We grabbed some beers, set up a TeamSpeak call and watched the sales tick over as we all congratulated each other. First a trickle, then a rush, then a huge demand on the servers as different countries of the world woke up to find AU BLUE on sale. We stayed up long into the night and breathed a big sign of relief. We'd done it, we'd taken the first step at introducing something special into the FS community and we hoped it would sell enough to keep our small company afloat.

 

We had used up all of the seed funding to get to this point and the office rent was due the next week with an empty bank account .....

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The History Of Orbx – Part 5/7 – Regions Are Born

 

So with AU BLUE out of the door we followed it up with AU GOLD two months later in May, GREEN in September and finally the RED outback region in November. It was an incredibly busy period for us and the learning curve was relentless as we unlocked more land classes and created new autogen for buildings in different climates. 

 

The team was growing, and I have to pause now give credit to the amazing guys who worked so hard to bring the ambitious Australia project to fruition. I've taken a snapshot of the Orbx website around this time so you can read some of the bio's of the staff (click on the image to enlarge it for clearer text).

 

FTX Roster.jpg

 

Some of the standout performers was Ross Casey, who singlehandedly created the *entire* Australian coastline of thousands of kilometres BY HAND! He began to complain of RSI in his hands, the poor fella. Around the same time we began planning airports designed to compliment the Australian landscape so new blood came into the team, like a young Jarrad Marshall who already had acclaim creating some iconic Western Australian airports through his company Westsim. He released Jandakot in November 2008 and the rest is history. Martin also worked tirelessly with me through 2008 to get YMML finished. I spent quite a few days at the airport taking photos from every place I could, and I almost got arrested by the Australian Federal Police one day! I was determined to have as many unique textures in the project and even by today's standards YMML feels very true to life with almost no synthetic textures in place.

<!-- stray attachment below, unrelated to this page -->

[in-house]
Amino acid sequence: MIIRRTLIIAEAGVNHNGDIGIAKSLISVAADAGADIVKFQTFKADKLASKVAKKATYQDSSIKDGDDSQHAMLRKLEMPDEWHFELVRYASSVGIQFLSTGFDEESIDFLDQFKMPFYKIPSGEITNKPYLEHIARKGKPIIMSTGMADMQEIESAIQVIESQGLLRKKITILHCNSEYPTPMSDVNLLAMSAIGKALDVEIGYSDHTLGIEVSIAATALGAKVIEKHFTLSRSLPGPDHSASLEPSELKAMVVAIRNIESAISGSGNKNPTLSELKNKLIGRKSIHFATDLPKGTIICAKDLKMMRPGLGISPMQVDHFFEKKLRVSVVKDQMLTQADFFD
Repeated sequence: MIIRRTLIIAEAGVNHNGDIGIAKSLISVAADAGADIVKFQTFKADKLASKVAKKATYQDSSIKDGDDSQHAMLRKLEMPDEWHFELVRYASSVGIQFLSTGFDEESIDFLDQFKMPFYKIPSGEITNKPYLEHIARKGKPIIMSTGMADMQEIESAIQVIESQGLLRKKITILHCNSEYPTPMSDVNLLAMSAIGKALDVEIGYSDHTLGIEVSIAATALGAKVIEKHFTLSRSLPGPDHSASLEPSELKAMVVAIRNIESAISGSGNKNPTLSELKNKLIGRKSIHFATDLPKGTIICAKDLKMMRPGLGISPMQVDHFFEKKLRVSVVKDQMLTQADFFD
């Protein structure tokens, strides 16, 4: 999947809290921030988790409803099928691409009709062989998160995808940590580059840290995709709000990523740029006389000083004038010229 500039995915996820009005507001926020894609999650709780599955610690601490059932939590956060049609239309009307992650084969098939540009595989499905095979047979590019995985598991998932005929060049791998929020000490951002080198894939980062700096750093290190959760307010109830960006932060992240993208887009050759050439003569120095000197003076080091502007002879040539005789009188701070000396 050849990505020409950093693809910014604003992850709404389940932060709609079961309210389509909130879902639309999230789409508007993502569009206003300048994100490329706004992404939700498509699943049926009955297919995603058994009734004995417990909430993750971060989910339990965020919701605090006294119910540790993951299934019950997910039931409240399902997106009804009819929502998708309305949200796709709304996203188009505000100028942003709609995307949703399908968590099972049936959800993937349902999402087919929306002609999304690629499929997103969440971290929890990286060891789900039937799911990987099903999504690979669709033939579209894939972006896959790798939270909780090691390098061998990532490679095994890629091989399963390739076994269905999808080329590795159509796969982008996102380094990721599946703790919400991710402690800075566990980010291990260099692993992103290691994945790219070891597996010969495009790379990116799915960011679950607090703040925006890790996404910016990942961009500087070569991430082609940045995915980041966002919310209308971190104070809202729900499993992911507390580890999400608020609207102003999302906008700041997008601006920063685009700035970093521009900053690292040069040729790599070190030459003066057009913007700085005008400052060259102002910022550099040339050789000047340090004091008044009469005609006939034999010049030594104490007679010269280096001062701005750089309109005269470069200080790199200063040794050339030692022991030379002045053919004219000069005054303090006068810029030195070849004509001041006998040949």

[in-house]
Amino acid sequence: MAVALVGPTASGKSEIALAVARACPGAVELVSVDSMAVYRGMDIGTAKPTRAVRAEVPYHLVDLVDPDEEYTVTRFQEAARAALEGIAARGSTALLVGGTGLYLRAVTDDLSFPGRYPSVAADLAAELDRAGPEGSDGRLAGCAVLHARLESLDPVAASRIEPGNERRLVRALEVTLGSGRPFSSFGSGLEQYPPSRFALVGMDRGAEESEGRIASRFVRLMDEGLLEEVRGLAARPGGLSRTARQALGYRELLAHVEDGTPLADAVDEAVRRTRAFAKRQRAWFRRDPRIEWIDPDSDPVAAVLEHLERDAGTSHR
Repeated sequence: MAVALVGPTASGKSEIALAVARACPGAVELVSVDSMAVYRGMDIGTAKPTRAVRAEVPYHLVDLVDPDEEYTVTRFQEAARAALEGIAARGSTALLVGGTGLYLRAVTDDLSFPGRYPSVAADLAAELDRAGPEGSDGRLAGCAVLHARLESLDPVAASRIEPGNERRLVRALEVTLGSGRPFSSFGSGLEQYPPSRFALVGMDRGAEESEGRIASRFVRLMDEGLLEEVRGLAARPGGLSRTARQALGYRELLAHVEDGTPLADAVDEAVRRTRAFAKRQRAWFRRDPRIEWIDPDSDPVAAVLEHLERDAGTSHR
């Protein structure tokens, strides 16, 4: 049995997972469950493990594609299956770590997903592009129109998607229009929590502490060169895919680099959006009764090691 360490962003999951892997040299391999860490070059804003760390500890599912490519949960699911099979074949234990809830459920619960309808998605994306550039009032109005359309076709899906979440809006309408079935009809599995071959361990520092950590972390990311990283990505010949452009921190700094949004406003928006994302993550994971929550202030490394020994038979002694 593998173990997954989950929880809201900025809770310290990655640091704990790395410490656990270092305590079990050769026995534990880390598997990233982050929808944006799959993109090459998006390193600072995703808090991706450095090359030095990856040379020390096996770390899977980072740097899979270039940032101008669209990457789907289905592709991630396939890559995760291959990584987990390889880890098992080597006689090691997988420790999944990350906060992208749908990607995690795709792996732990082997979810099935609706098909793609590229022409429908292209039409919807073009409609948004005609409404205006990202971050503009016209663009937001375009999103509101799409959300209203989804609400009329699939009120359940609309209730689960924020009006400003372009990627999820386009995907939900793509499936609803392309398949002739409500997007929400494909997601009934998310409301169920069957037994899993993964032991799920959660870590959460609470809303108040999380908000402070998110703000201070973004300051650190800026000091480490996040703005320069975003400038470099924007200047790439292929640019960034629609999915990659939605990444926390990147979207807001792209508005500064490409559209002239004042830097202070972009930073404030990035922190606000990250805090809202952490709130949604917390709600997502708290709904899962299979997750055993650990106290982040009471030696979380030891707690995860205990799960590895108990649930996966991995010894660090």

A shout out too, to the beta team at the time, some of which are are still with Orbx today. Their scrutiny of the beta builds made the developers refine their work until we were happy with the quality we could offer to customers.

 

So Orbx had to make a splash in the flight sim community. We began to place bold and brash adverts in various printed magazines, announcing our presence to the world and setting the bar very high for other companies to follow. I'm sure this must have raised some eyebrows around the place, but as a marketing exec I'd learned a long time ago that when entering a market you had to show no fear and be a leader, always. But I also knew if you were going to make bold claims your product had to survive scrutiny and deliver on the promises made. So Orbx has always been about quality over quantity and we never caved in to deadlines, only ever releasing stuff  'when it was done'.

 

Orbx early advert.jpg

 

During this phase of Orbx I was spending most of my time developing, working on autogen annotation, texturing, photoreal ground terrain - any tasks that needed doing. I am not a modeller so I am always impressed by any developer who can turn photos into 3D objects and Orbx attracted some of the best in the business.

 

So with all these regions finally getting out of the door, we needed lots of airports to add even more life to our terrain...